Cannabis 101

The 10 Most Common Misconceptions About Hemp

Published on September 25, 2015 · Last updated July 28, 2020

If you’ve been keeping up with our Leafly series about hemp, you know that the industrial properties of the cannabis plant are widely misunderstood. In an effort to help set the record straight, here is a breakdown of the top 10 misconceptions we hear about hemp.

1. Hemp, Medical, and Recreational Cannabis are All the Same


Although industrial hemp, medical marijuana, and recreational marijuana are all members of the cannabis family, hemp is distinguished from other cannabis species by its extremely low THC content. While medical and recreational cannabis often contain THC levels upwards of 25%, hemp varieties contain less than 1%. Hemp is also cultivated in very different ways from medical and recreational marijuana, mostly at commercial scale for industrial purposes ranging from health food to building materials.

2. Hemp is the Male Cannabis Plant

Hemp plant against a blue sky

Just like all cannabis species, hemp plants can be male or female (or both, in monoecious species). It is the female plants that are grown to full maturity and harvested at the end of the season. Male plants die off shortly after they have completed pollination.

3. Hemp Can Get You “High”


Because hemp varieties contain such low amounts of THC, the human body processes it faster than it can be absorbed. As a result, there is no way a person can get high on hemp. None. Don’t bother trying!

4. Hemp Foods Can Cause You to Fail a Drug Test


Hemp foods don’t contain any more THC than the plants they come from, so it is impossible to fail a drug test from ingesting them, even in large quantities. Hemp is a superfood that will provide your body with all the essential omegas necessary for a healthy diet. Eat all you want!

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Keep in mind that there are other food products that can make you fail a drug test. For example, eating too many poppy seeds can make you fail a test for opiates!

5. Hemp Is Only Good for Making Rope


Although the value of hemp fiber has been recognized for centuries, other parts of the plant have become valuable in the modern era: seeds, core, and flowers. Today, many thousands of uses for the plant are well known, and what was once seen as plant waste is now seen as valuable commodities.

See our article about hemp being the “Green Buffalo” of plants to view the extent to which the hemp plant can be used!

6. People Will Hide Illegal Cannabis Plants in Their Hemp Fields

Hemp field

The idea that “pot farmers” will hide their illegal plants in hemp fields is ridiculous. Pollen from industrial hemp can ruin the THC quantity and quality in marijuana. Experienced cannabis growers know this and actually see hemp as a threat, not as a camouflage crop.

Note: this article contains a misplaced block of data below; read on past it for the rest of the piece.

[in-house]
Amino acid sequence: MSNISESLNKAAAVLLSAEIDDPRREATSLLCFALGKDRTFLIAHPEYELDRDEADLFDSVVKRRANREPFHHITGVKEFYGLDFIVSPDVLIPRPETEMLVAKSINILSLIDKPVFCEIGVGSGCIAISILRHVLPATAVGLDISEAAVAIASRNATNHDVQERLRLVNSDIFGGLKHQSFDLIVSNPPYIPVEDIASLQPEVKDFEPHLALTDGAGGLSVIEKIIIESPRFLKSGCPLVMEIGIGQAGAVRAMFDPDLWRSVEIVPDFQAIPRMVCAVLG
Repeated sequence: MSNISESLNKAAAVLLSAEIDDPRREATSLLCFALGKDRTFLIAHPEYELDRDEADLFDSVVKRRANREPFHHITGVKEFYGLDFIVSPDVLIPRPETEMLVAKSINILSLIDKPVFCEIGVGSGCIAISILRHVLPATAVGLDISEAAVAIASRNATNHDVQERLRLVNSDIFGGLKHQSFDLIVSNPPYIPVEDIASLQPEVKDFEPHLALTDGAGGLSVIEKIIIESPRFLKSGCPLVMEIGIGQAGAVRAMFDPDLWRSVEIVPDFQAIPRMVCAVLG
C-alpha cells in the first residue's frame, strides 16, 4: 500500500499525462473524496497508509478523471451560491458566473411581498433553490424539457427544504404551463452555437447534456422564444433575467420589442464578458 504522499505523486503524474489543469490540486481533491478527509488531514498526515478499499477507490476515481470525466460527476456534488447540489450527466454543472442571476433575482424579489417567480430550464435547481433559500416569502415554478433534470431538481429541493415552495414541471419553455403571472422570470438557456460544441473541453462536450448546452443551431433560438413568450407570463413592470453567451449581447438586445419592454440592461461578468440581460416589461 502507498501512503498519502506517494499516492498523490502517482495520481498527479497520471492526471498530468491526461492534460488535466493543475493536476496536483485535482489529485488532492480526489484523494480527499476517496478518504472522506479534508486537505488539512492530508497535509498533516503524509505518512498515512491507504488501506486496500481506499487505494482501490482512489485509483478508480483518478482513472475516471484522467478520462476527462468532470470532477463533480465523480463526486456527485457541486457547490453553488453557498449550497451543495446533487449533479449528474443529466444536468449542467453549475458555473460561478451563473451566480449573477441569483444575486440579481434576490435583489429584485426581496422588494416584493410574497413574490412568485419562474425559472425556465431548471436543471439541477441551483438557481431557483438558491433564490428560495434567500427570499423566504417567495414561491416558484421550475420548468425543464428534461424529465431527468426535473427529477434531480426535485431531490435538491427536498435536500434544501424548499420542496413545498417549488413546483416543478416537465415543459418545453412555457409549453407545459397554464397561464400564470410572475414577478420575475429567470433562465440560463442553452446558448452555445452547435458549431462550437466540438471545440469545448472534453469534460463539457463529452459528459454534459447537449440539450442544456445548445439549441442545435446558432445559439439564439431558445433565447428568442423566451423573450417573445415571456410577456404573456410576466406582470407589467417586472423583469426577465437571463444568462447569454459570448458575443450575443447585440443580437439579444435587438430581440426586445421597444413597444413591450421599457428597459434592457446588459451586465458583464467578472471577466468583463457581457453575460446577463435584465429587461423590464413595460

7. Legalizing Hemp Will Ruin the Medical and Recreational Industry

cannabis,marijuana,medical marijuana,leafly,weed,bud

While it is true that hemp pollen travels long distances and can threaten the integrity of medical and recreational cannabis plants, hemp need not ruin the industry. An organized infrastructure can be developed to keep different cannabis grows properly separated. With cooperation, different cannabis industries can flourish simultaneously.

8. Buying, Selling, and Transporting Hemp is Legal in the US


This one is a bit tricky. Just like all cannabis varieties, hemp is still illegal at the federal level. It is completely legal, however, to buy hemp products in their final form (e.g., soap, clothes, health food products, etc.). So, dealing in raw hemp is illegal, but dealing in hemp products is legal. As a result, most hemp products sold in America are made from foreign hemp. Only when Congress legalizes hemp will American farmers be able to grow hemp for American consumers!

9. Hemp Research is Not Necessary


Hemp research is crucial for the success of the re-emerging hemp industry. We can’t just dust off some old books from last century and pick up where they left off! Modern hemp research will provide invaluable insight into agronomy, cultivation, harvesting, and processing, all necessary precursors to building the essential infrastructure for a modern hemp industry.

10. Hemp Will Save the World


While hemp provides clean, sustainable alternatives to many products and practices that are currently devastating our planet, it cannot solve all the world’s problems. Industrial hemp is a valuable crop for American farmers and it can greatly benefit our economy and our environment. It’s good to be enthusiastic about hemp, but don’t burden the plant with responsibility for saving the planet!

As all forms of cannabis spend more time in the spotlight these days, it is vital that the general understanding of each type is improved. We hope that clearing up these misconceptions about hemp can help elevate the conversation about hemp and increase support for its legalization at all levels.

Learn more about Kentucky Hempsters and industrial hemp at, or check them out on the following social media platforms:

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Kentucky Hempsters
Kentucky Hempsters
Kentucky Hempsters advocate the economic, environmental, nutritional, and agricultural benefits of industrial hemp.
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